But the longer I have sat with this information the more my anger has slowly ebbed away. By no means do I forgive what that man did to me. It is unforgivable and to quote my girl Kesha;

Some things only god can forgive.” – Praying, Kesha

However, I do not harbor as much anger and resentment towards him as I once did. The struggles and the pain that I endured because of him shaped me into the woman who I am today. I learned to be strong and to shape my own opinions, I learned to be true to myself because I am enough, I learned the importance and the constant love of my family, I learned that I will never let anyone control me or push me around ever again.

They were hard lessons and took me years to finally start addressing, but now that I have I have found a peace that can only be described as liberating.

I do not want to live with hate in my life. I do not want to live in the past. I do not want to live resenting someone for their crimes against me. I have a good life. Even with PTSD, Anxiety, and Multiple Sclerosis I would say I have it pretty damn good.

I have a husband who not only loves, cares, and understands me…he is my best friend too. I have a family that is my rock, always there to support me and to lean on. I have a wonderful dog who keeps me on my toes and makes me laugh every day. I have a beautiful home with my own little garden and plants and I get to share it with Sparrow Mom and her family too!

(Brief update on Sparrow Mom. I know ya’ll care A LOT. Since she moved out, her three babes have made the great leap of life and taken wing. I could not be more proud of them. Bravo little birds, bravo. The nest is currently unoccupied, despite my daily real-estate efforts. Not to mention the multiple phone calls and coffee dates I had with a robin that seemed very interested…ANYWAYS I have a new friend in my backyard oasis and his name is Mr. Toad. More on him later.)

So I take this newfound information regarding my past (and how it could still be affecting my body in the present) and I am choosing to look at it not as painful reminder of things that once were, but as a positive sign for the future.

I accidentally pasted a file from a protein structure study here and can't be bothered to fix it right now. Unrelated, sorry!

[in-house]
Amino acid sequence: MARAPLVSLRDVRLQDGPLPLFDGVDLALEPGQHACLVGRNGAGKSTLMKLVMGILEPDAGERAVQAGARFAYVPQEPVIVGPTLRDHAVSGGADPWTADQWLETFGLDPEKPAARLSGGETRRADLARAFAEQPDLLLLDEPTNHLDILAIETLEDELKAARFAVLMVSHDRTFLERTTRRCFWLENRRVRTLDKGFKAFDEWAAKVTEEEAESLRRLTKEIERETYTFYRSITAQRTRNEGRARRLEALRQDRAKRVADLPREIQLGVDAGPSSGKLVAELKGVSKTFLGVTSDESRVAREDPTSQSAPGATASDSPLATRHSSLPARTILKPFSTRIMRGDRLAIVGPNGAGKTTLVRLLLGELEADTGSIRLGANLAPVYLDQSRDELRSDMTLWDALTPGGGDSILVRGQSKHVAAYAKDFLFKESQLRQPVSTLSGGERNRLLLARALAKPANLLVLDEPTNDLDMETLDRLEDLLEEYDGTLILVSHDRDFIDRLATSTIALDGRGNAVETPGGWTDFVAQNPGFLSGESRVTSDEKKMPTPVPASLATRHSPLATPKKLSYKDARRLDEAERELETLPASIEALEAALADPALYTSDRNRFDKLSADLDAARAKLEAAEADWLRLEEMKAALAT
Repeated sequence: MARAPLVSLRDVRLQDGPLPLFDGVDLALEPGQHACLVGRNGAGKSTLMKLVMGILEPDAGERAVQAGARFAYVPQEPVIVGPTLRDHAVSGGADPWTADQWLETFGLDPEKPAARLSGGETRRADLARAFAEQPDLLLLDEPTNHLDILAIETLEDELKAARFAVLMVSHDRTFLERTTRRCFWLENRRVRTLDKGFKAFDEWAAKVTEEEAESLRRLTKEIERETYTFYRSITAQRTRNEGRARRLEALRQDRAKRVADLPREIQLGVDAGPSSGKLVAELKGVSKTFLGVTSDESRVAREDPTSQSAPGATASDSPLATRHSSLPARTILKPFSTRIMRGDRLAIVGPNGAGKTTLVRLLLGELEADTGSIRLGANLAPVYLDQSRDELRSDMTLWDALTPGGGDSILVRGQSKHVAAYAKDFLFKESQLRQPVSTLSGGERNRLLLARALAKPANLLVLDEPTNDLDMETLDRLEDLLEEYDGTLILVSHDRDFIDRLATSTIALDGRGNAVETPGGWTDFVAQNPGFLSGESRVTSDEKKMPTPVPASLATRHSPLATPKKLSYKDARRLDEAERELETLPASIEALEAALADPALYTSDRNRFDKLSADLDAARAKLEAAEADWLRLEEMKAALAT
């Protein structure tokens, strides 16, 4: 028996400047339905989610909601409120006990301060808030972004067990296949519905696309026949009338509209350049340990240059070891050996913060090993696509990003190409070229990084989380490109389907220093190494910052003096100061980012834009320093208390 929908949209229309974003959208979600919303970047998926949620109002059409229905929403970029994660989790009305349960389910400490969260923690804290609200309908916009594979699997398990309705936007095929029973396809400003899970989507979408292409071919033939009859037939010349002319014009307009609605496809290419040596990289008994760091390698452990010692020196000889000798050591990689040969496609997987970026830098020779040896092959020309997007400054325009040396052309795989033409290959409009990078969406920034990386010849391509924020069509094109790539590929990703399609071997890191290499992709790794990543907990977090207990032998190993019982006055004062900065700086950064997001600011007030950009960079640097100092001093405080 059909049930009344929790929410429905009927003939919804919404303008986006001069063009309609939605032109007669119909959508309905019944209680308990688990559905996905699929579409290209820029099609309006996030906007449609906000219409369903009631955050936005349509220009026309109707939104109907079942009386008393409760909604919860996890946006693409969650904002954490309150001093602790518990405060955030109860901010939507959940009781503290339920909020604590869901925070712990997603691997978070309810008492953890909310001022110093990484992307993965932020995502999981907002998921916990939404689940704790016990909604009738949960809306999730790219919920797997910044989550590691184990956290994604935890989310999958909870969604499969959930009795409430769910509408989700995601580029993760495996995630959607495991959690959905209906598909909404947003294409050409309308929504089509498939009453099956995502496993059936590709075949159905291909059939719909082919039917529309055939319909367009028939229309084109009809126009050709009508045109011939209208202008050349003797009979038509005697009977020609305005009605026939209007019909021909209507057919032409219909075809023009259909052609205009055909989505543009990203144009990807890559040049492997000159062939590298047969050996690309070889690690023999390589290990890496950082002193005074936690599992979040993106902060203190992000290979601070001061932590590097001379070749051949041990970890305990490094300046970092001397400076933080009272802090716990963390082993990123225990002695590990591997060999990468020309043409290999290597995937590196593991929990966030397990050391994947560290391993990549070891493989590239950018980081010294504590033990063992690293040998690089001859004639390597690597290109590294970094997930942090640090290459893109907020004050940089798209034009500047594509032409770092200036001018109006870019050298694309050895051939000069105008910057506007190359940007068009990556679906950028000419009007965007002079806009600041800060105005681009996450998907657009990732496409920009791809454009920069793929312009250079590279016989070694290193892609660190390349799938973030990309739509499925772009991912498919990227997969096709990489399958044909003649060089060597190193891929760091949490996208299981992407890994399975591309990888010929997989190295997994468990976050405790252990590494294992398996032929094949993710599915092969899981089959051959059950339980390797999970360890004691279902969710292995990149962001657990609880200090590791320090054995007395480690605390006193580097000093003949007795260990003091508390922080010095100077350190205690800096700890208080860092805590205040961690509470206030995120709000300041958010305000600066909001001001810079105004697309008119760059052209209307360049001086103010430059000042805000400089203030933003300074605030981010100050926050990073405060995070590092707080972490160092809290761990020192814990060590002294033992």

This research means that we are making progress in understanding these very mysterious diseases. And understanding is the first step towards finding a cure or a way to prevent them!

It is also a reminder of how impactful stress can be. We know that stress can trigger a relapse with Multiple Sclerosis. So now, more than ever, it is so very important for me to practice mindfulness, tackle my problems one day at a time, and take time to breathe and just relax!

No matter where you are in your life I encourage you to take a moment today to think of a few things you are grateful for, take a couple of minutes to just let yourself relax and enjoy those things, and take a few calming deep breaths. It’s a good day to let go of a little stress!

-A

 

Dreams – Psychological or Physiological?

I have always had extremely vivid dreams.

I can still remember dreams that I had as a child. Especially ones that I had more than once. Recurring dreams are common. Many people experience them for short periods in their life, or throughout their entire lives!

I seem to remember that I often had a dream as a child about being stuck in a car, in a driveway, with my family with a PANTHER circling the car! Each time, we had to figure out a way to distract the panther so we could all safely exit the car  and get into the house.

Recurring dreams often mean there are some stressors in one’s life that are not being addressed. So it makes sense that my recurring dream as a child probably happened when I was dealing with some sort of stress.